The Republican presidential candidates are facing dwindling cash reserves as the protracted nominating fight takes its toll, according to Federal Election Commission reports for February.
Mitt Romney and Newt Gingrich both spent more than they pulled in. Romney claimed an $11.9 million fundraising haul but spent $12.3 million, leaving the former Massachusetts governor with $7.2 million cash-on-hand. Gingrich raised $2.6 million while spending $2.9 million and is more than $1.5 million in debt.
Rick Santorum registered his best month yet, raising more than $9 million, but spent $7.9 million as he clashed with Romney over closely contested states like Michigan and Ohio. He reported having $2.6 million cash-on-hand.
The SuperPACs affiliated with the respective campaigns continued to be active, pulling in a combined $15 million and spending nearly $30 million in February. SuperPACs can raise unlimited amounts of money from individuals and corporations, and while they cannot explicitly coordinate with campaigns each candidate has an allied SuperPAC.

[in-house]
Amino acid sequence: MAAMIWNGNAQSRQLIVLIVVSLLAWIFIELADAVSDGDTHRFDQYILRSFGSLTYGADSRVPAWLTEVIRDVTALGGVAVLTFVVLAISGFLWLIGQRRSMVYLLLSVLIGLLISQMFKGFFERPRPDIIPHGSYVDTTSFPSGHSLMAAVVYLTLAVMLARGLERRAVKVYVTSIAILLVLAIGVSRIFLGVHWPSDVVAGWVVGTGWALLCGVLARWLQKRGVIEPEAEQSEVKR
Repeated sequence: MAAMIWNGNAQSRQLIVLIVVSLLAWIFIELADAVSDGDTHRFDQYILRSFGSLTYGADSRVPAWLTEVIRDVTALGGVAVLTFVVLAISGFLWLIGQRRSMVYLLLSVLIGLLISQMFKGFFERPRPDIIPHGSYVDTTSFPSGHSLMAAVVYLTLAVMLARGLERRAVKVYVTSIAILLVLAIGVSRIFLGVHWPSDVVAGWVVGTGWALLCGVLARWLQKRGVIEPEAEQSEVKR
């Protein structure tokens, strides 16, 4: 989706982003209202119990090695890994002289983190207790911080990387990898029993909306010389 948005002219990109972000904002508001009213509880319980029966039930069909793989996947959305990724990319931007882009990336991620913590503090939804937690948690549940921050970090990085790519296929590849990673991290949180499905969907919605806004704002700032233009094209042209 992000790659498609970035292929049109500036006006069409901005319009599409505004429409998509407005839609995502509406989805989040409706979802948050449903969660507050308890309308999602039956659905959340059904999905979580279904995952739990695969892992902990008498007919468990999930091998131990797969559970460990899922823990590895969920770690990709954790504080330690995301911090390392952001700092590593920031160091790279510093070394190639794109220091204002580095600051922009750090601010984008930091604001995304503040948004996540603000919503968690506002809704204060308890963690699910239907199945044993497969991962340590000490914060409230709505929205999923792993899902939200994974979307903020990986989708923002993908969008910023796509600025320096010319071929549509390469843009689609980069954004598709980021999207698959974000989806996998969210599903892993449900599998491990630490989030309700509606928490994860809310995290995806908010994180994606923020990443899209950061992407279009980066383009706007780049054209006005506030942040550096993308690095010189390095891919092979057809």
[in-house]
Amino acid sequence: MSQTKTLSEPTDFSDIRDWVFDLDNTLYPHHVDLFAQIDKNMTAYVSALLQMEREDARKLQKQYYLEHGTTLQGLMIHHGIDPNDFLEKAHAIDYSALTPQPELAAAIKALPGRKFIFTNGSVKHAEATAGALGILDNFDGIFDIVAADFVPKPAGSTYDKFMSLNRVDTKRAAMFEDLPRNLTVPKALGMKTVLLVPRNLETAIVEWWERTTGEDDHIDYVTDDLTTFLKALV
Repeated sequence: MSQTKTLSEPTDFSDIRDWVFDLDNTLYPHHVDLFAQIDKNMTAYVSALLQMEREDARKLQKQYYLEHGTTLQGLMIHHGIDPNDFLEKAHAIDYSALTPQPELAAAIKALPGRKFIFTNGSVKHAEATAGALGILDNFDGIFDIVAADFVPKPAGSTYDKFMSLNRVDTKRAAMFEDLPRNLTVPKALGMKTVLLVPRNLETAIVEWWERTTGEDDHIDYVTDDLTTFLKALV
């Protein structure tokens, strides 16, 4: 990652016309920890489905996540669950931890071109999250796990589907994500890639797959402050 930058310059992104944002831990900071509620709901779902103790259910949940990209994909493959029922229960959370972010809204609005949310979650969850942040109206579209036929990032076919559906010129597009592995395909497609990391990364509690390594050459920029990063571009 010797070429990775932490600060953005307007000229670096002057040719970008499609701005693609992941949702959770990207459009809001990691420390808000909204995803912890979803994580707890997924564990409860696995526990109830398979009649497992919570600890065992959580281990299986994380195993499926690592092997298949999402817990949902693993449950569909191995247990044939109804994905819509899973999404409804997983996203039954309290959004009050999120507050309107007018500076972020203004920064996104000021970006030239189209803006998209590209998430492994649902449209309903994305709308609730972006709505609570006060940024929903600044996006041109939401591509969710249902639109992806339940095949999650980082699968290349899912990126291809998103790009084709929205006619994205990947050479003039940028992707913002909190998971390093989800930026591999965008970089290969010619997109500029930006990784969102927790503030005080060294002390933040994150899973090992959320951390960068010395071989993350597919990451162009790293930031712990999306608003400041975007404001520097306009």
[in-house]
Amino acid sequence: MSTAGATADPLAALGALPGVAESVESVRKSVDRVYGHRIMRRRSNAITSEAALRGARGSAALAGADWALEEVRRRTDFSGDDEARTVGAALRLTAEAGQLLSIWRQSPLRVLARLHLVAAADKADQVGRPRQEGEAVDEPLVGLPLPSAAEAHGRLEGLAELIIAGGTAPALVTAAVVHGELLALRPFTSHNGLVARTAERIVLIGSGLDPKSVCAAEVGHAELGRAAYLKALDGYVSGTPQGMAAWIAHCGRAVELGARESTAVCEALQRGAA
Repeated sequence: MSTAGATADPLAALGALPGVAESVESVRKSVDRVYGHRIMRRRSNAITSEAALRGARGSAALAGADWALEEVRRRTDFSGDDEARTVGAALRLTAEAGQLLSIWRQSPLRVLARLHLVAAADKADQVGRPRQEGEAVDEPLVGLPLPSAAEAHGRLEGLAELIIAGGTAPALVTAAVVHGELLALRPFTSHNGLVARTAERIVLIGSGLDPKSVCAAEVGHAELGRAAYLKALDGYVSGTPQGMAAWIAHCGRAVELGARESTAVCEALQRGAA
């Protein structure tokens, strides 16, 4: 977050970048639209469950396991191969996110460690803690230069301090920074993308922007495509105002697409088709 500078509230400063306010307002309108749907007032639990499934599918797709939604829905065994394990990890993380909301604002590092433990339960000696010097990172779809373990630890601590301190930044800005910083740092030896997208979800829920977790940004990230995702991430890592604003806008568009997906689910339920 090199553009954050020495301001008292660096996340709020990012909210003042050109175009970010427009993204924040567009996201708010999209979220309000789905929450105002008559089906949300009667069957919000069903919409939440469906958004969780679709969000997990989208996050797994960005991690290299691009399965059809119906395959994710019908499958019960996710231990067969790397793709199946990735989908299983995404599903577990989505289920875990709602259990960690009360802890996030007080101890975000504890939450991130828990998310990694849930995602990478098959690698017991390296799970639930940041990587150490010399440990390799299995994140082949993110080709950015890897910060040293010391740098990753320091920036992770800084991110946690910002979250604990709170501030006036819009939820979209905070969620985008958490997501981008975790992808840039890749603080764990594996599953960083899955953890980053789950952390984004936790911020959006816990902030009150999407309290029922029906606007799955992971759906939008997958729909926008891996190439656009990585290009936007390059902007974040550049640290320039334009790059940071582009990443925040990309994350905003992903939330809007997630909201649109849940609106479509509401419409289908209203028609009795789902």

The Romney-supporting Restore Our Future spent nearly double what it made, raising $6.4 million and spending $12.2 million, mostly on advertisements. The SuperPAC reported having $10.5 cash-on-hand at the start of March.
That puts Restore Our Future in far better shape than the Santorum-backing Red, White and Blue Fund, which spent just under $11 million after raising about $2.9 million in February. The SuperPAC has less than $500,000 on hand, a miniscule sum given the context.
Gingrich's Winning Our Future SuperPAC injected more money into the race than the candidate himself, reflecting the capacity of SuperPACs to drastically shape the contours of politics. Winning Our Future deployed $5.6 million in February and continued to benefit from the largesse of billionaire casino tycoon Sheldon Adelson and his family.
Adelson, an ardent Israel supporter who has backed Gingrich for years, combined with his family to contribute the bulk of Winning OUr Future's $5.7 million February haul; the Adelson family has poured nearly $16 million into the effort so far.